These evaluation sessions helped us and the business to understand customers’ usage of MyRefinitiv in their everyday work.
We documented our research in the research platform Auerlius. It followed us to generate key insights and share them with the wider design team.
We learnt even there were more columns, they were essential to compare to previous declaration because customers required business justification for any changes. Therefore, instead of changing number of columns, we renamed the columns as customers suggested and made it easy to understand what customers' next step were.
We designed thoroughly in the entire workflow. To facilitate the declaration process, we also redesigned policies pages and grouped relevant terms and conditions, documents and procedures in a logical way.
We gathered key insights and presented them along with our design recommendations to our stakeholders. With the help of customers’ voices, the stakeholder became confident in our design and deemed them not as disruptive as she first thought.
To balance out technological effort and increase in business value, we constantly collaborated with architects, frontend developers, backend developers and Salesforce developers to plan a smooth rollout with the least development time and budget. After many discussions and iterations, we reached a consensus to deliver a MVP solution, followed by staged future enhancements. This feature was successfully built. There are about 2000 active users now.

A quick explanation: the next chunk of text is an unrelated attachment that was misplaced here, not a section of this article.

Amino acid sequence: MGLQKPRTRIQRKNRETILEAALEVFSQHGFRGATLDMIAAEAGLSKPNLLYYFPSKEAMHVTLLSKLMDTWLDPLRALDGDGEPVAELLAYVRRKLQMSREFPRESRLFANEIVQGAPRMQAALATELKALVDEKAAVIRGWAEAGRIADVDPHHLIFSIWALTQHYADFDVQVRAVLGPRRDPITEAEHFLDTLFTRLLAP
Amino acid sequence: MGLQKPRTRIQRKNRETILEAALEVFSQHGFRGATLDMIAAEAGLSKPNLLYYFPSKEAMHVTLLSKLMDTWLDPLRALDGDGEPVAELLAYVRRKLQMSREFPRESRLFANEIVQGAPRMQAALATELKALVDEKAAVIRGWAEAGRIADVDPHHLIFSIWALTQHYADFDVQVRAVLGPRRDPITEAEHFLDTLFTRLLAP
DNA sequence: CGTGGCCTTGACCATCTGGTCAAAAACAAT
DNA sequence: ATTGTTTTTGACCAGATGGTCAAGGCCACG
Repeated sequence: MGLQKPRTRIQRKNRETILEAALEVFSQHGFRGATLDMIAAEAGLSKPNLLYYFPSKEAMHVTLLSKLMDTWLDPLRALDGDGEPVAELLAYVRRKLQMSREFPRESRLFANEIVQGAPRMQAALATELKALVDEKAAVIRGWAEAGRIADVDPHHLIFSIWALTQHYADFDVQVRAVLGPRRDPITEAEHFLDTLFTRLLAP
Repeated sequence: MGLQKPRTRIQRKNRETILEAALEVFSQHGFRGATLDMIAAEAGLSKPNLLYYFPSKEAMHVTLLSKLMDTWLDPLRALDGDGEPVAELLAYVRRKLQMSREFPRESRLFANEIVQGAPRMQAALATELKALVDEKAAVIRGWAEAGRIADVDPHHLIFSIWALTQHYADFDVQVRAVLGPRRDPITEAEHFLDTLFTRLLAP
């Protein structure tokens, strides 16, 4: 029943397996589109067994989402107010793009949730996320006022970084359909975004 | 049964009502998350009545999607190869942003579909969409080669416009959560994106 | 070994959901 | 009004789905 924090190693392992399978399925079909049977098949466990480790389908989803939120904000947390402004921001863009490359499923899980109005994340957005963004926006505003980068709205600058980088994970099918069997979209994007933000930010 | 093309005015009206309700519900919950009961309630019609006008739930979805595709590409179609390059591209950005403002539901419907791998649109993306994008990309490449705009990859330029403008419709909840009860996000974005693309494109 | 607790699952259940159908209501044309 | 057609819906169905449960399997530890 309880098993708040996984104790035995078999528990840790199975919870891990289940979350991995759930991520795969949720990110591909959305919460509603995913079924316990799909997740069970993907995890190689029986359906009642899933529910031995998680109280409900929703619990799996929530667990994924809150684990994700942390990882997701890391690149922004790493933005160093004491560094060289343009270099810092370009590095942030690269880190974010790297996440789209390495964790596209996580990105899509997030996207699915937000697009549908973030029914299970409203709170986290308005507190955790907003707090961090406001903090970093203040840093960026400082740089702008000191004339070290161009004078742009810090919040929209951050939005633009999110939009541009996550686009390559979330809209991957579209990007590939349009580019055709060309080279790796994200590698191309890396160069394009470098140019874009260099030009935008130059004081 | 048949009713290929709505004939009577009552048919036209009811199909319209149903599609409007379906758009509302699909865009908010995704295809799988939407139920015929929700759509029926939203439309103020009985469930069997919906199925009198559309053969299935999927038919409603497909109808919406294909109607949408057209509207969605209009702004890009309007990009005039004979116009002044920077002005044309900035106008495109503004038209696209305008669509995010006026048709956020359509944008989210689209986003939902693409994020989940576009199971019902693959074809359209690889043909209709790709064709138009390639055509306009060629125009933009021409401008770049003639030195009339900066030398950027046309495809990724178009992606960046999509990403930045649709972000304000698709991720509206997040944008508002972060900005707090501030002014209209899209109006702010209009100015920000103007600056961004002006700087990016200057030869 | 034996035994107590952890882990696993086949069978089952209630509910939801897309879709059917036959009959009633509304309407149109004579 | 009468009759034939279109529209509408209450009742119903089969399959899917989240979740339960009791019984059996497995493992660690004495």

The legacy site was designed for customers who have a deep understanding of financial terminology and required customers to work in a very specific workflow. It had a steep learning curve that needed to be tackled.
The dedicated customer support professionals that were assigned to each customer to train and support them were no longer available. Therefore the user interface needed to be intuitive for customers to self-serve.
Call to actions, instructions and legal disclaimers were disorderly presented in different parts of page. The content needed to be reorganised meaningfully.
We had limited time and budget to build extra functionality onto an existing data table. We therefore needed to compromise on ease of use vs development effort.
Stakeholders expected few changes in design and development as they wanted to avoid retraining customers and changing existing processes.
A great understanding of customers’ holistic workflow helped us to design a seamless experience for them. Sometimes customers voiced pain-points (unrelated to the UI) in their journeys which we did not think of.
Customers in the financial sector are used to working with a large amount of data that’s presented in a tight space. They value information more than white space.
“Customers might think / feel…” The best way to validate this assumption is to ask customers directly and invite stakeholders to listen to the conversation.
A table might look simple, but a generic table that works across the whole organisation is complicated. Work closely with developers to understand their challenges.
The design needs to be easy to interact with and communicate clear feedback of the interaction between users’ actions and system state, such as loading and failure.